Now recognised as an astute visual artist, Jones’ singular appearance and meticulously crafted presentation made her a natural fit for the burgeoning music video medium, and the same year Jones and Goude translated their iconic and trailblazing album artworks for the decade’s new home video format.
Staged and directed by Goude, A One Man Show was a groundbreaking and thrilling showcase for the former disco diva-cum-New Wave chanteuse. The videocassette (criminally, never reissued in more contemporary formats) combines rock ribaldry with avant-garde theatre, tearing asunder racial and gender stereotypes. Jones donned pointedly geometric designs that accentuated her angles while clad in screaming Pop-Art colours that flashed and flattered.
Jones recalls the video release in her memoirs, which were dictated to one-time ZTT honcho Paul Morley.
“It was like the invention of a new genre, related to the musical, to opera, to circus, to cinema, to documentary, to the art gallery… It was about rejecting normal, often quite sentimental and conventionally crowd-pleasing ways of projecting myself as a black singer and female entertainer, because those ways had turned into clichés, which kept me pent up in a cage. I wanted to jolt the adult world that is traditionally left bland by white men, to shatter certain kinds of smugness through performance and theatre.”
Nominated in 1984 for the first Best Long Form Music Video Grammy, it combined still photography, concert footage, and video clips to distill the pair’s simultaneously sensational and intimate collaborations into a heated, unbroken montage.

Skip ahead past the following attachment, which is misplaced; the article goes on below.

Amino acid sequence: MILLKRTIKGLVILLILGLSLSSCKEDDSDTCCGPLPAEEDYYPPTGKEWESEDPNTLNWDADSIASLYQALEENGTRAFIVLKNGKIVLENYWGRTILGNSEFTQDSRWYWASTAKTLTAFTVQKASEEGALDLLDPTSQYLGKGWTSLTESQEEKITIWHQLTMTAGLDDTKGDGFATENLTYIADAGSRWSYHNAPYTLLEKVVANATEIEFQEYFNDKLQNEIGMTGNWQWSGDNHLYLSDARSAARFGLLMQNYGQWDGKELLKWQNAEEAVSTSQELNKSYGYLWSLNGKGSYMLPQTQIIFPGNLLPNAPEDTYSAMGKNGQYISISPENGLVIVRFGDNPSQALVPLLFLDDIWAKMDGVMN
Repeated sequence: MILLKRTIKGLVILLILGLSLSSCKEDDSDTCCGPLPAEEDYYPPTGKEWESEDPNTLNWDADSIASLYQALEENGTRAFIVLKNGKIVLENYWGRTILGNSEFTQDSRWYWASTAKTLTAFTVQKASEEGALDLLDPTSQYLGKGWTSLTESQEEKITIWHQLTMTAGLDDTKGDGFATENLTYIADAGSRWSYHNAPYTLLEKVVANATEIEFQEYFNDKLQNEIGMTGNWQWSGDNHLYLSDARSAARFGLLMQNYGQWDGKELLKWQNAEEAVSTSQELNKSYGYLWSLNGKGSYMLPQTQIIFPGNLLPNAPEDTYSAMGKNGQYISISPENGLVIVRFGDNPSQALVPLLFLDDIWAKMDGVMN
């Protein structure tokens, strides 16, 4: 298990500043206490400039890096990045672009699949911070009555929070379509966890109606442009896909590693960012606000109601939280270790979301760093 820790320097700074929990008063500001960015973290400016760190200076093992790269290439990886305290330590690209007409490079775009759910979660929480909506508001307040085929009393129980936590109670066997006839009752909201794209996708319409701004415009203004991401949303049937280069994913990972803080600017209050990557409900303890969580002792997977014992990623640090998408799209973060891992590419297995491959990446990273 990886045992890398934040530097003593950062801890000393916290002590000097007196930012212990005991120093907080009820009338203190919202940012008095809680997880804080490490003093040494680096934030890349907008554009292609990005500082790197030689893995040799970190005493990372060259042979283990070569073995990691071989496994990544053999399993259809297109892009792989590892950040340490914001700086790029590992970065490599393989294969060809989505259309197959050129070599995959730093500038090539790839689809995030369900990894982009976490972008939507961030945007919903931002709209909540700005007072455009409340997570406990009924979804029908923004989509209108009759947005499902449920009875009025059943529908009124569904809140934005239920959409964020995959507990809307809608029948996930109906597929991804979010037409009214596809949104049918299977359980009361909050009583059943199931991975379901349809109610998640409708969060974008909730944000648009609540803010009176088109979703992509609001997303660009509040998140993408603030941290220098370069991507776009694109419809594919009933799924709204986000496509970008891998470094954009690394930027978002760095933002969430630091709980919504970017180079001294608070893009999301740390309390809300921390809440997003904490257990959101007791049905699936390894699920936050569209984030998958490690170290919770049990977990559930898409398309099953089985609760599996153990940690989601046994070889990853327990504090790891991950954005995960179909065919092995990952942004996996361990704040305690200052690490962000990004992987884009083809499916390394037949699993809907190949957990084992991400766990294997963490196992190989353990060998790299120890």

Many other endlessly fascinating and at times physically impossible poses appear in Goude’s 1981 book, Jungle Fever, which also includes his most famous (and infamous) portraits of Ms. Jones. The controversial cover image depicted a certain someone in a cage, naked and baring her teeth like a tigress. Have you seen Miss Jones?
“When we got attacked for me in the cage on the cover of his book and certain things, America basically didn’t understand him as an artist,” she said. “They thought of it as negative. I was attacked by the feminist groups. All this interference into art, you know?”
Her collaborations with Goude, particularly, led to some of her most iconic snapshots, in which her oiled limbs appear to stretch on forever, rendering her hypersexualized; her blackness emphasized; her androgyny amplified.
Writers have since pointed to Goude’s work as exploitative, but Jones has always said that Goude merely captured and celebrated the energy she exuded, and that she was proud of their collaborations. Grace Jones has never wanted to hold back, and Goude encouraged her not to.
“This brutal, animalistic energy that was part disco, part theatre of cruelty, two lucid ways of presenting an appetite for life. It was a visual description of an impossible original beast, only possible from this planet, a voracious she-centaur emerging from an unknown abyss and confronting people’s fears. Perhaps you can see Jean-Paul falling for me, and turning it into a visual love letter.”
Celebrating how Jones wholly embraced her sexual prowess over the years is more than just that; it’s about celebrating everything that came after her; everything that wouldn’t exist had she not broken so many boundaries. Because Jones didn’t just use sex to seduce or pander to the male gaze – she exercised and weaponised what she recognised was rightfully hers.